Dali’s works bring forth the idea of automatism, which requires an artist to enter a dreamlike state that produces unconscious art. We are able to look at the subconscious thoughts of Carroll and Dali with four Freudian principles: Firstly, all humans possess an accessible unconscious. Secondly, the unconscious performs the act of repression; therefore being unaware they’re repressed memories. Thirdly, dreams provide insight into the unconscious. Lastly, the outer world of objects relate to the inner world of the unconscious, which can be expressed visually. Dali portrayed visual automatism in his works for Alice by using “formal visual analogies for the experience of dreams and hallucinations” (Ades). These visual analogies from the unconscious were termed by Dali as “paranoiac critical activity”, and the use of paranoiac critical activity was aimed to “Systemize confusion and contribute to the total discrediting of the world of reality” (Ades). When looking back at wonderland we can conclude that it is a discredited world just as Dali has produced in...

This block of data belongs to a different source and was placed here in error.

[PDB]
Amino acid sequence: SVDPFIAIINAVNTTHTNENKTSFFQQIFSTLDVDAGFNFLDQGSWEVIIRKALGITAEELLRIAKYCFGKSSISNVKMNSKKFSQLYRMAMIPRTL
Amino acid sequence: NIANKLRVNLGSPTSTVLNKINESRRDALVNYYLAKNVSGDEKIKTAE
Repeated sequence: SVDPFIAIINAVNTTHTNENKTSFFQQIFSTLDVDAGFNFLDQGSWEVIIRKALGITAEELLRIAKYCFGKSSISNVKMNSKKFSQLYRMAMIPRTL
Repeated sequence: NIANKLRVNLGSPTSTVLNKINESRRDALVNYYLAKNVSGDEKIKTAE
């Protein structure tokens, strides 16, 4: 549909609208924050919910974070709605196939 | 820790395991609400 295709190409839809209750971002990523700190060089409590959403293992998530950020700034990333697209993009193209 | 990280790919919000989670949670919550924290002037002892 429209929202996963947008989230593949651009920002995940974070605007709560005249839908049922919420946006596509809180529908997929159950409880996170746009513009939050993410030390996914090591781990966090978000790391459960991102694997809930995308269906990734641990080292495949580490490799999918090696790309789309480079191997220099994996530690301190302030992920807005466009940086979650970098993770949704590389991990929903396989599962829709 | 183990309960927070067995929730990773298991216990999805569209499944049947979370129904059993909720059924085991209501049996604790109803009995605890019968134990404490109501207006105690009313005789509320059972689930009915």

... middle of paper ...
Ades, Dawn. Dali. New York: Rizzoli P, 2004.
Beystehner, Kristen. Psychoanalysis: Freud’s Revolutionary Approach to Human Personality. Northwestern University. personalityresearch.org. Web. 24 March. 2011.
Brooken, Will. Alice’s Adventures: Lewis Carroll in popular culture. New York: Continuum International P, 2004. Print.
Carroll, Lewis. Alice’s Adventures in Wonderland. London: Macmillan P, 1865. Print.
Lusty, Natalya. Surrealism, Feminism, Psychoanalysis. Burlington: Ashgate P, 2007. Print.
“Paranoia.” Encyclopedia of Mental Disorders. Minddisorders.com. Web. 24 March. 2011.
Popola, Jaclyn. Reading Your Aura Color: Yellow. Weblog. Web. 26 March. 2011.
“Simulacrum.” Encyclopedia Britannica. Britannica.com. Web. 25. March. 2011.
Venefica, Avia. Dreaming of Butterflies and Symbolic Meaning of Butterfly. Weblog. Web. 3 Dec. 2007.
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